Are people willing to work in your organization? Most of the students want to do interns in corporates and big organizations. How is the situation?

Basnet: It’s true that most of the youngsters want to work in IT companies and corporate houses. But, in our company, they are not treated as interns, but colleagues. Everything is going online these days, and shopping is not an exception. The e-commerce industry is sure to boom very soon. So, we welcome those willing to join our team with assurance that working with us will be a different experience.

What is it that lacks in traditional businesses? And, what does it need to be changed to suit today’s context?

Katuwal: Startup is a buzzword these days. So, to all those who want to start businesses, I first want to suggest that, before directly jumping into business, you need to work rigorously in other companies and gather some experience so that you can know about organizational cultures. You also need to be disciplined, maintain some hierarchy, and feel the urgency.

Bajracharya: We also need to be flexible for employees to leave the organization for better opportunities. You need to learn to let them go. At Durbar, almost none of the staffs from the founding days are with us now, but it’s going well.

Basnet: Startup is all about change, and facing challenges. It’s a continuous process. If you can show a cause, people are happy to work even for a low pay. At Help2Shine, we have been working on a major issue of professionalizing domestic workers. They are ready to work on minimum and basic salary.


Katuwal: It’s silly ideas that bring changes. You will surely be criticized at first. In the beginning, people didn’t trust my idea, and doubted if the agro-technologies work and give better result.

How did you seek the niche market for helmets?

Saakha: In Nepal, almost every household has a bike or two. And, people are changing helmets every 1-2 years. So, we saw opportunity on selling helmets.

Mark Zukerberg became the present Mark Zukerberg, wearing a normal t-shirt because he keeps so busy in his work that he doesn’t get time to show him as a professional guy in a coat. Binod Chaudhary became Binod Chaudhary only because of a lot of sacrifices. It’s not an easy go.

How is your daily routine like?

Singh: Mine is not that different from others. In the early morning, I plan on what I am doing that day. I teach in a college in the morning. At 9:15, I leave for office. Then, engage myself on office works till 5:00. In the evening, I return home and spend some time with my friends and families. Later, I engage myself on works related to office and college.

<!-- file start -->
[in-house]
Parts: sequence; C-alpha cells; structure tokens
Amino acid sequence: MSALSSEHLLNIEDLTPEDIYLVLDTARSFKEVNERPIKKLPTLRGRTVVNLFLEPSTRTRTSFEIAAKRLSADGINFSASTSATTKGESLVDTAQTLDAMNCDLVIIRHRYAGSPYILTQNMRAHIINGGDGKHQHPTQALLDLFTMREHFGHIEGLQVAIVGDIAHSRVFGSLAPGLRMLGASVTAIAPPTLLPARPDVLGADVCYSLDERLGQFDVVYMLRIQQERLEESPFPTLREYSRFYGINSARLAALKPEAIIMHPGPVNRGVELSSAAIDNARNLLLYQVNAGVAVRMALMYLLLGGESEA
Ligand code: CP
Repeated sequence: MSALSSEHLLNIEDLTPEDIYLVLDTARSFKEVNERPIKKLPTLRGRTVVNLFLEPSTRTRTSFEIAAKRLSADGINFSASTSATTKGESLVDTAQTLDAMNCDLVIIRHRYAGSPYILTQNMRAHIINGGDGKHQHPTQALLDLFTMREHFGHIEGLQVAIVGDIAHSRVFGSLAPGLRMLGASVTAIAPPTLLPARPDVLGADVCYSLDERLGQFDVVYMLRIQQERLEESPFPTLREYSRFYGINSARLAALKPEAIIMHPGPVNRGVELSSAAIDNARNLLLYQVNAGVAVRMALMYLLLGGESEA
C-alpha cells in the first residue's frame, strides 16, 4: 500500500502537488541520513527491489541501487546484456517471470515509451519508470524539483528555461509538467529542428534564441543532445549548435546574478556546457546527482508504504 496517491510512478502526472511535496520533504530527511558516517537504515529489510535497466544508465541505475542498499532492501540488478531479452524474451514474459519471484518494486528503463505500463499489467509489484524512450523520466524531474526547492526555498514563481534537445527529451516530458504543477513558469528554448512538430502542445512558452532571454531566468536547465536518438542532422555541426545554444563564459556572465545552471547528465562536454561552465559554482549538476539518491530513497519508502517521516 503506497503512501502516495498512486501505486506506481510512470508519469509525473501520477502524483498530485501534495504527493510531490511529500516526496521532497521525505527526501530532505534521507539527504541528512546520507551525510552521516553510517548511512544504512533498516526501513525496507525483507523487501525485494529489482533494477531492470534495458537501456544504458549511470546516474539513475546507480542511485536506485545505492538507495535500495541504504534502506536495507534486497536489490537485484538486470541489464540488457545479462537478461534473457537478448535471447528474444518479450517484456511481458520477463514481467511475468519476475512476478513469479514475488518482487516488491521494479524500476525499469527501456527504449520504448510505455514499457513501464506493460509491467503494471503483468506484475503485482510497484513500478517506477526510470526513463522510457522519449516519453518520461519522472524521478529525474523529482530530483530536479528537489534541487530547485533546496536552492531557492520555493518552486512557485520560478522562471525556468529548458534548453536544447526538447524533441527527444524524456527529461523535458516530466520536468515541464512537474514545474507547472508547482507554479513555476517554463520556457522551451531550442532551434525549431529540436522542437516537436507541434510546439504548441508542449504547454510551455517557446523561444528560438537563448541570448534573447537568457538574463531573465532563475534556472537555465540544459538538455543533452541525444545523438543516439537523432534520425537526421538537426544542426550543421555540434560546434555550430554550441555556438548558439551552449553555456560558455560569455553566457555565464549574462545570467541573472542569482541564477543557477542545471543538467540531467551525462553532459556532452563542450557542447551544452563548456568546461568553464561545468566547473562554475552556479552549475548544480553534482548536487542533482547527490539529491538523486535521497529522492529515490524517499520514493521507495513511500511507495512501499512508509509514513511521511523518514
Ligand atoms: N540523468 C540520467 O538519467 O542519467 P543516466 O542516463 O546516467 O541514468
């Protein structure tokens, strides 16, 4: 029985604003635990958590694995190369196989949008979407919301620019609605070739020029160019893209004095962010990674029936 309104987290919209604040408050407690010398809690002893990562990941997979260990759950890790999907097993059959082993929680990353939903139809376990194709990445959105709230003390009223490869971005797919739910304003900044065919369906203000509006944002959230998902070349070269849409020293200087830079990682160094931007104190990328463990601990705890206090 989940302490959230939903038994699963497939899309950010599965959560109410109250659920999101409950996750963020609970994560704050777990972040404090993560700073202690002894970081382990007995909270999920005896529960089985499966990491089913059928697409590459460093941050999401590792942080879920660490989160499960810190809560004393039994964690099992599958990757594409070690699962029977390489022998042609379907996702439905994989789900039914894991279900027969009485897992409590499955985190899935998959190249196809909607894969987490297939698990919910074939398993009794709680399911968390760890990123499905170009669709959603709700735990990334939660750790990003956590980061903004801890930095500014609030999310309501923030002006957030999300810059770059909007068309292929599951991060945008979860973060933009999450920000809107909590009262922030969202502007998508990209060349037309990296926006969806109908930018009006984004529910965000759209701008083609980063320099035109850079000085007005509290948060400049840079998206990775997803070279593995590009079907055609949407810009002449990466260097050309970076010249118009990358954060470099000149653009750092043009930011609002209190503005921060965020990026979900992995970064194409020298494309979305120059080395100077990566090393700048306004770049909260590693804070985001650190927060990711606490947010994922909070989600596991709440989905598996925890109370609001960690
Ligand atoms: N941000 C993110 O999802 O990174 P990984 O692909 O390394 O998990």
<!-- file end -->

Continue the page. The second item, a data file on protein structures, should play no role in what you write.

Bajracharya: My day starts very late. It’s been long I have not seen mornings. It usually starts at 12:00. Then I go to offices: MN Entertainment, Durbar and Palpasa.

Katuwal: My college starts at 6:45. So, I get up at 6:30 and rush for morning routine, and then move to college. After the classes are over at 9:30, I leave for office. I strictly stay there for 12 hours, 7 days a week, and 365 days a year. As an startup founder, I keep busy in work all the time. I find it hard to manage time for my friends. I feel like Mark Zukerberg became the present Mark Zukerberg, wearing a normal t-shirt because he keeps so busy in his work that he doesn’t get time to show him as a professional guy in a coat. Binod Chaudhary became Binod Chaudhary only because of a lot of sacrifices. It’s not an easy go.

Basnet: As my college starts at 6:30, I get up at 5:00. After the college is over, I head straight to office, and keep busy till it’s 7-8 in the evening, and sometimes even till 10 PM. Then only I set for home.

Saakha: My college runs from 6:30-11:00. Then I move to office and work till it’s 6, and then move to home. After completing some household responsibilities, I am back to my study and office works from 10 PM. It’s just like that.


Besides all these, what’s that one thing that you drives you to work out?

Singh: In Nepal, business ecosystem is still not that competitive, though many young guys are coming up with brilliant ideas to work in the same sector. Instead of competing with them, I feel more like collaborating and partnering with them, for mutual growth. Plus, support from the family and my passion towards the work and eagerness to achieve something is what is driving me to this position.

Bajracharya: We have a very good team spirit at the organization, and there’s mutual cooperation in our team. I don’t hesitate to do any kind of work, eg. selling door tickets and almost anything one needs to work while organizing events. For me, it’s my family, my team and the vision of the business that drives me towards the work I am doing now.

Katuwal: There are no youths in Nepal who are interested in agriculture. My main target is to increase the level of national income. To a farmer who is growing 10 kilos of tomatoes, if he’s able to grow 15 kilos with my support, I find a point to feel pride in my work. Till now, I’ve helped more than 15 thousand farmers with agro-tech. My target is to bring a revolution in agriculture. Their difficulties gives me the power to do more.